Davey was a member of the Women’s Non-Party Political Association for 30 years and served as the organisation’s president from 1943 to 1947. She became a fellow of the British Psychological Society in 1950 and was appointed an Officer of the Order of the British Empire (OBE) in 1955. In 1956 she published Children and Their Law-makers, a historical study of South Australian law as it pertained to children, which she had begun in 1945 as a senior research fellow at the University of Adelaide. Davey died of thyroid cancer on her 81st birthday in 1963.
Jefferson Graham Photography
Enjoy viewing, and let me know what you think everyone!
A huge thanks to Sean Rogan from http://www.SmugMug.com for the layout assist. And all the way from North Carolina too!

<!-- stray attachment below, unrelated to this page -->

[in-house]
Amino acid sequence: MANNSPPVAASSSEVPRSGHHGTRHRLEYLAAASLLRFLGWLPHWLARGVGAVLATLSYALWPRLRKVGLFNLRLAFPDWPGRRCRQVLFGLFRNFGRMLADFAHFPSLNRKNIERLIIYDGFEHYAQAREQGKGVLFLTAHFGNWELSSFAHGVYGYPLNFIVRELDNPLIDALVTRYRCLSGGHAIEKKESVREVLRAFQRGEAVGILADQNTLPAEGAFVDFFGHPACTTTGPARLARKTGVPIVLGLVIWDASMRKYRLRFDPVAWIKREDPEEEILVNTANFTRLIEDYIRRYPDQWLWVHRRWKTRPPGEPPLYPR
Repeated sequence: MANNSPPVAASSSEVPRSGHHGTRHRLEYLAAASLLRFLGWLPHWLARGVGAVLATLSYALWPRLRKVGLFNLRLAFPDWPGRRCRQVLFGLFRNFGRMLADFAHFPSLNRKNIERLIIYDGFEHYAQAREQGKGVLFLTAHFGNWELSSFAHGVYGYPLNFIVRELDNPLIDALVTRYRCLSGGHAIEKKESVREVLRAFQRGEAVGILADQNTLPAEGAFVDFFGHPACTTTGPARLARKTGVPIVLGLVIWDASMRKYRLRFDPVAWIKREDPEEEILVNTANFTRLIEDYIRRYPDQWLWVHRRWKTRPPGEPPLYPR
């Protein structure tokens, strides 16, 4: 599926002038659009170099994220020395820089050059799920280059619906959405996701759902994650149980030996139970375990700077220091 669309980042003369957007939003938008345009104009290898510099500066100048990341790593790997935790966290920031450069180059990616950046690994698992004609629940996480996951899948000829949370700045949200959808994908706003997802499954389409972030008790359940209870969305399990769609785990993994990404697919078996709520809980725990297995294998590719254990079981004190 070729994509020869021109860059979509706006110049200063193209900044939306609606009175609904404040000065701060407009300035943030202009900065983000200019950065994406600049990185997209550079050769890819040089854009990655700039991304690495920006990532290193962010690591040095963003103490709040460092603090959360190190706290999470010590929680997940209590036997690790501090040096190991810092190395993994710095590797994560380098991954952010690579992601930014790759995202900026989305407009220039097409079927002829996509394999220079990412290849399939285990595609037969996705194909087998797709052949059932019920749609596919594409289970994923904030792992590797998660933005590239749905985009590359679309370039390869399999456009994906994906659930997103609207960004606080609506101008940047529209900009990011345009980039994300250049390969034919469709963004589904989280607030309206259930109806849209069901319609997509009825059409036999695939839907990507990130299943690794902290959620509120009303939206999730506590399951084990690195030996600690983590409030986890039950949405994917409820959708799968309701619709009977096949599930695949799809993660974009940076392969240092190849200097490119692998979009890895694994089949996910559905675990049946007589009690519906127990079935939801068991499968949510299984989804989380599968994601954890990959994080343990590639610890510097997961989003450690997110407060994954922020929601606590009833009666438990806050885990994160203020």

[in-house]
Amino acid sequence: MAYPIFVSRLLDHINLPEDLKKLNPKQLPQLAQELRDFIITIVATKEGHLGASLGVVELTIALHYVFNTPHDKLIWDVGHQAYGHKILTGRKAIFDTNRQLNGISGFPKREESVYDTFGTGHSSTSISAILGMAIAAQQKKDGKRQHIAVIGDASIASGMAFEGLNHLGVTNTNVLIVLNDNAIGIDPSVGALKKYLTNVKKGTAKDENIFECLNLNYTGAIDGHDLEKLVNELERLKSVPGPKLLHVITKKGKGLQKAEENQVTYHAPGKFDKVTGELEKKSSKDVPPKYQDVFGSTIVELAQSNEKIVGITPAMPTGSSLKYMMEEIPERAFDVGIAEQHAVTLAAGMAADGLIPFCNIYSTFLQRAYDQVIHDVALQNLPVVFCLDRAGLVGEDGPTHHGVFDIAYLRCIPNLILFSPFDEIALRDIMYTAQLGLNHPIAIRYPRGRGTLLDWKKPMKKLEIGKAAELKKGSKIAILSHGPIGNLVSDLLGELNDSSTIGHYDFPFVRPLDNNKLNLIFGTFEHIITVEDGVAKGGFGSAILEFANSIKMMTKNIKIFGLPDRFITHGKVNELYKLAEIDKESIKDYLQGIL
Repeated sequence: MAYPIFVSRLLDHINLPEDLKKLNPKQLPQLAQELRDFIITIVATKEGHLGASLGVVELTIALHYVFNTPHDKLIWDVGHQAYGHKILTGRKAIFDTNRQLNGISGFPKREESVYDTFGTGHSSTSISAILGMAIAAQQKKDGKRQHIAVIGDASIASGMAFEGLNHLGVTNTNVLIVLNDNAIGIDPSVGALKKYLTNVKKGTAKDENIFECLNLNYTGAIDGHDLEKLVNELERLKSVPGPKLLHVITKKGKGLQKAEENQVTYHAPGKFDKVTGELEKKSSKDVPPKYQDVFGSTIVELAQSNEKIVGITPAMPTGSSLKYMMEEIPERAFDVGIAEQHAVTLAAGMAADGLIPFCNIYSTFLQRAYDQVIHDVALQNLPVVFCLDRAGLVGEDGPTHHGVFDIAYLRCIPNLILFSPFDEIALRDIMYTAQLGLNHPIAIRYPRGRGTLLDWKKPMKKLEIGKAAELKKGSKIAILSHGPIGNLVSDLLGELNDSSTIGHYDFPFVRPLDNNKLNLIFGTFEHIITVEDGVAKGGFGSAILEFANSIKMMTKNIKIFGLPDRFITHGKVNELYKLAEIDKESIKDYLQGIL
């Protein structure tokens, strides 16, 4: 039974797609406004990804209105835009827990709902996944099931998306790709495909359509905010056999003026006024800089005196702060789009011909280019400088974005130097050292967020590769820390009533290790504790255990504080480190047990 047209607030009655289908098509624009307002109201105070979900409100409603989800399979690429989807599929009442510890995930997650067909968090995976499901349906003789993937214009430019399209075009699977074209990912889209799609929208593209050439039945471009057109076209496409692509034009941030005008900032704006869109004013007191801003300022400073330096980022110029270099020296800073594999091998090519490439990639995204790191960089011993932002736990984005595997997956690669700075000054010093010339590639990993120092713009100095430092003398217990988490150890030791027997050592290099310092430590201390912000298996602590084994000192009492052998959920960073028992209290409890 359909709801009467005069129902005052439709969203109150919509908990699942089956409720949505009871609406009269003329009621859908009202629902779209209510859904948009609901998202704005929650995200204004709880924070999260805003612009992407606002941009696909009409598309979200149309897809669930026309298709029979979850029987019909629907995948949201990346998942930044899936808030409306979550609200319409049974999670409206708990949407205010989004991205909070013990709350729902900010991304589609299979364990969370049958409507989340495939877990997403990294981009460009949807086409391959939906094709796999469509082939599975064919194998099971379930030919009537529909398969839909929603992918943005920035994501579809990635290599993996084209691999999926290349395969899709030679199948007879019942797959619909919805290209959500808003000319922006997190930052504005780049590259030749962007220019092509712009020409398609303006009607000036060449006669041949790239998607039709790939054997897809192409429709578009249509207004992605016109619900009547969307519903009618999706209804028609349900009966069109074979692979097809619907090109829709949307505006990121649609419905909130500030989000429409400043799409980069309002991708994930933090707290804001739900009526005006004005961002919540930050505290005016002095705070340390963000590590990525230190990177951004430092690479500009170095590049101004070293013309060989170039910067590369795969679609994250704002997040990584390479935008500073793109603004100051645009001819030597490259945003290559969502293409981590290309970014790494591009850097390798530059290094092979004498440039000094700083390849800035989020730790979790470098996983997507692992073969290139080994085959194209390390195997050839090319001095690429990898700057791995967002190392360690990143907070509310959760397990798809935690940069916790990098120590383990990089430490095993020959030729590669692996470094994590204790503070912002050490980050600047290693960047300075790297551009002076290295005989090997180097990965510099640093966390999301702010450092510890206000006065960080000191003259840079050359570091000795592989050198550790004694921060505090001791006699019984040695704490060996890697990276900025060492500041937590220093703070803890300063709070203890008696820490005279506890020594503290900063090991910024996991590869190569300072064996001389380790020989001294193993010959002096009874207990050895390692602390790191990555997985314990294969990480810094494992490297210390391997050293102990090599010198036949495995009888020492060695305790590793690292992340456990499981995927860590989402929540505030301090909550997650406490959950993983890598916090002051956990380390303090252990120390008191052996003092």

By Carolina de Assis/TM: Mexican authorities arrest former police officer suspected of abducting journalist in Baja California
What about Government Flatulence? Is that immeasurable?
By heather Chapman: Study says it has a more accurate count of livestock methane emissions
By Liz Seegert: Hospice tip sheet offers pointers on data analysis, story ideas
By Anna Jasinski: Blog Profiles: Legal Blogs
By Canadian Press: Are you ‘suitably paranoid’ about your home devices’ cybersecurity?
But many IoT devices are built with convenience in mind and “security is often not a consideration at all, let alone a primary one,” McArdle said.
He added that it’s possible the marketplace will again force suppliers to make cybersecurity a priority, but pointed out that consumers of IoT devices tend to care more about price than privacy protection when making purchasing decisions.
Abuse know’s no gender preference. The type of abuse may differ but the abuse of power is always there.
By Jacqueline Thomsen: Obama: We need to elect more women because ‘men seem to be having problems’